The so-called interview

March 17, 2010 | By | 1 Reply More

I’m having a difficult time believing that FOX calls this an interview. The elephant in the room is that FOX and much of its audience want to believe that everything would be OK without any sort of health care reform.   That assumption seemed to be driving the questioning.  In the past few months, though, I’ve been meeting more and more people who are going without health insurance, which can lead to tragic foreclosures and bankruptcies. This situation is not tenable.

With regard to this frustrating interview, I do find some fault with President Barack Obama too. He’s claims both that we know what’s in the bill and that we’ll someday see what’s in the bill.   And he speaks as though there is going to be a meaningful comment period.  I’ll be watching to see how many hours tick by after passage of this bill, before the bill is rammed home at the White House. We’ll see how much input the citizens will have. And from what we suspect, the Obama bill will apparently be a huge gift to corporations that are gaming the health care system. But you wouldn’t know any of this based on the questions by this hack interviewer.

We desperately need to reform the health care system, though I think that most of that work, and much of the sacrifices will need to be incurred by individual Americans.  The national debate thus frustrates me because it is, I think, fundamentally dishonest.  We, the People need to take far better care of their bodies and quit expecting our (incredibly talented) health care professionals to bail us out of problems we create with our terrible eating habits and sedentary lifestyles. And we might need to better understand that more high-tech medicine does not necessarily lead to better for real-life health and mortality rates. Americans are dreaming to think that they can pay less and get the same or more of the same type of healthcare that they are currently consuming. Something’s gotta give. Maybe a lot of things gotta give.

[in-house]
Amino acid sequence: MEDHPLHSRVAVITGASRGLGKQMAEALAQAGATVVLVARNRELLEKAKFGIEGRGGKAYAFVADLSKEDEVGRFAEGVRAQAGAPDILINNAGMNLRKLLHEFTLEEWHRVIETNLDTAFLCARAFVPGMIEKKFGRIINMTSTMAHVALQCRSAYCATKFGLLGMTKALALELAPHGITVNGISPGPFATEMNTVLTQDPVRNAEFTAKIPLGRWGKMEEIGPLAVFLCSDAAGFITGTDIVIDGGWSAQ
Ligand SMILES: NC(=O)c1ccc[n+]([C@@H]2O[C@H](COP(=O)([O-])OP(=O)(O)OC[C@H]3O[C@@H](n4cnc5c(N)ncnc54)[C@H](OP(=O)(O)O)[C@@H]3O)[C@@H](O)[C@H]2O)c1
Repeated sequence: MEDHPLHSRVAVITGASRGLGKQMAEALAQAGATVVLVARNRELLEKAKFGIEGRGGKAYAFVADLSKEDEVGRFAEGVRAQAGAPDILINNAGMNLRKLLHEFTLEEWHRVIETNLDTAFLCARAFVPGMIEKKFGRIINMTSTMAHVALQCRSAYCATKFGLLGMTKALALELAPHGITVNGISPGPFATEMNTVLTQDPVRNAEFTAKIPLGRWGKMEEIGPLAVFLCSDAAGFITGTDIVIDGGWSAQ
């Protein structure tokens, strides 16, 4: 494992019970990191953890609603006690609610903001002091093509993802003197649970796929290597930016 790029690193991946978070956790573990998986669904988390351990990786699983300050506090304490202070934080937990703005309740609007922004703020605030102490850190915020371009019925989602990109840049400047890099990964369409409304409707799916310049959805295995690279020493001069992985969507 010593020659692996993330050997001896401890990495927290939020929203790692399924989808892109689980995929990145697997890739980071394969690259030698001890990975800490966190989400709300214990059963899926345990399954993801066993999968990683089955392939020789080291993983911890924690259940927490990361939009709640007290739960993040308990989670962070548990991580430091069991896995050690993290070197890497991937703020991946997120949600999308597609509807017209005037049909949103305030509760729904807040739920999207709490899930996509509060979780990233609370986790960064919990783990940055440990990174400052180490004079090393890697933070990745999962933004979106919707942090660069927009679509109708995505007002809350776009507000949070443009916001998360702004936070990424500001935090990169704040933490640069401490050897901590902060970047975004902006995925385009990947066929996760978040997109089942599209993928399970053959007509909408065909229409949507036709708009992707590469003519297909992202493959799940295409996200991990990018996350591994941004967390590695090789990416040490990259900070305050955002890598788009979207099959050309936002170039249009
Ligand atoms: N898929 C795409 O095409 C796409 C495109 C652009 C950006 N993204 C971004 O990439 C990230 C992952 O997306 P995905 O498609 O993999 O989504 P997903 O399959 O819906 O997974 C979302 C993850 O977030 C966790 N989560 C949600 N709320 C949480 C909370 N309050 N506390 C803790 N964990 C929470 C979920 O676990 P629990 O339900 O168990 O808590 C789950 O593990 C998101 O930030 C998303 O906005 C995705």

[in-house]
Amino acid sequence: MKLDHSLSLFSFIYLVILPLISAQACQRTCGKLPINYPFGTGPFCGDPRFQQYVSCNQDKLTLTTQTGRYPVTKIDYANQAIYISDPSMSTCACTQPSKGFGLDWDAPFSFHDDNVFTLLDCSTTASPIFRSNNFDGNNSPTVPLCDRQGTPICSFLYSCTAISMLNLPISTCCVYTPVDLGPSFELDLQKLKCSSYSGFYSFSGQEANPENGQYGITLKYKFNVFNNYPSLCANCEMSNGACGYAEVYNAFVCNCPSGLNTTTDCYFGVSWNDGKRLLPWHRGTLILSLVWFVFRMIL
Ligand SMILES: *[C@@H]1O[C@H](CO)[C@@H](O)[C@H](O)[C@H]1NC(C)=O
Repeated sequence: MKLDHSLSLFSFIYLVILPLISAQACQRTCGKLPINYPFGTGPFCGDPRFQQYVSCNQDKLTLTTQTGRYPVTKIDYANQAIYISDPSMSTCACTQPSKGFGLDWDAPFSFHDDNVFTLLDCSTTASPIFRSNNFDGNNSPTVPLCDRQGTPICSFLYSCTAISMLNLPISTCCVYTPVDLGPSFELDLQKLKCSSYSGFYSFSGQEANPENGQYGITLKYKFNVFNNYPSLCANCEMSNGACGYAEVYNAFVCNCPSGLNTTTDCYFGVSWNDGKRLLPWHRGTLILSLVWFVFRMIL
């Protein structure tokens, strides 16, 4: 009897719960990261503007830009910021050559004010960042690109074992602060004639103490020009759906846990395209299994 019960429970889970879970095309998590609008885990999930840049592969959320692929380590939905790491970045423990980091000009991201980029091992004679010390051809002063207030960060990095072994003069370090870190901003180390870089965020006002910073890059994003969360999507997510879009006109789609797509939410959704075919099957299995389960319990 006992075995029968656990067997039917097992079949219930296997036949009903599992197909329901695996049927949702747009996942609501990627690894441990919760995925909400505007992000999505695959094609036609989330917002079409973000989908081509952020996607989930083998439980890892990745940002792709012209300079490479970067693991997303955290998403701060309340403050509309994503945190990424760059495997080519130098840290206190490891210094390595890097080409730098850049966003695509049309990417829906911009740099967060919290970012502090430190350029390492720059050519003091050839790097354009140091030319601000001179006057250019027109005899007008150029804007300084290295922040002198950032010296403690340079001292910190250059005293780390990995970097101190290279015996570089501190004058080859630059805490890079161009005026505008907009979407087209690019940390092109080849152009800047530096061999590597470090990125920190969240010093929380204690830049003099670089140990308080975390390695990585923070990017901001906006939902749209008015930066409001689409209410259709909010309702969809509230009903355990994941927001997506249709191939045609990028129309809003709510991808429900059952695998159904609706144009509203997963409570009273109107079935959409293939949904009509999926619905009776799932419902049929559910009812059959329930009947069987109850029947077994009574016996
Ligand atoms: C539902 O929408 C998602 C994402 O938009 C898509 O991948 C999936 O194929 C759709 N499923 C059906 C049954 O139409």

Mostly, we need meaningful exchanges of information in order to improve health care delivery.   We need civilized debate and straight talk.  This “interview” was pathetic–I do put most of the blame on the shallow-minded sputtering “interviewer,” who came equipped mostly with barking points, rather than any interest in developing useful ideas. This session should be shown in journalism schools a an example of how not to conduct an interview. I’d never seen Bret Baier until this interview. I’d bet that he never again gets a chance to conduct any high profile interview. I really have to wonder about his objective going in, other than a dozen barking points.

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Category: Health Care Reform, Media

About the Author ()

Erich Vieth is an attorney focusing on consumer law litigation and appellate practice. He is also a working musician and a writer, having founded Dangerous Intersection in 2006. Erich lives in the Shaw Neighborhood of St. Louis, Missouri, where he lives half-time with his two extraordinary daughters.

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  1. Erich Vieth says:

    Check how Bret Baier interviewed President George W. Bush compared to the way he interviewed Barack Obama. Dramatic contrast.

    http://thinkprogress.org/2010/03/18/baier-bush-ob

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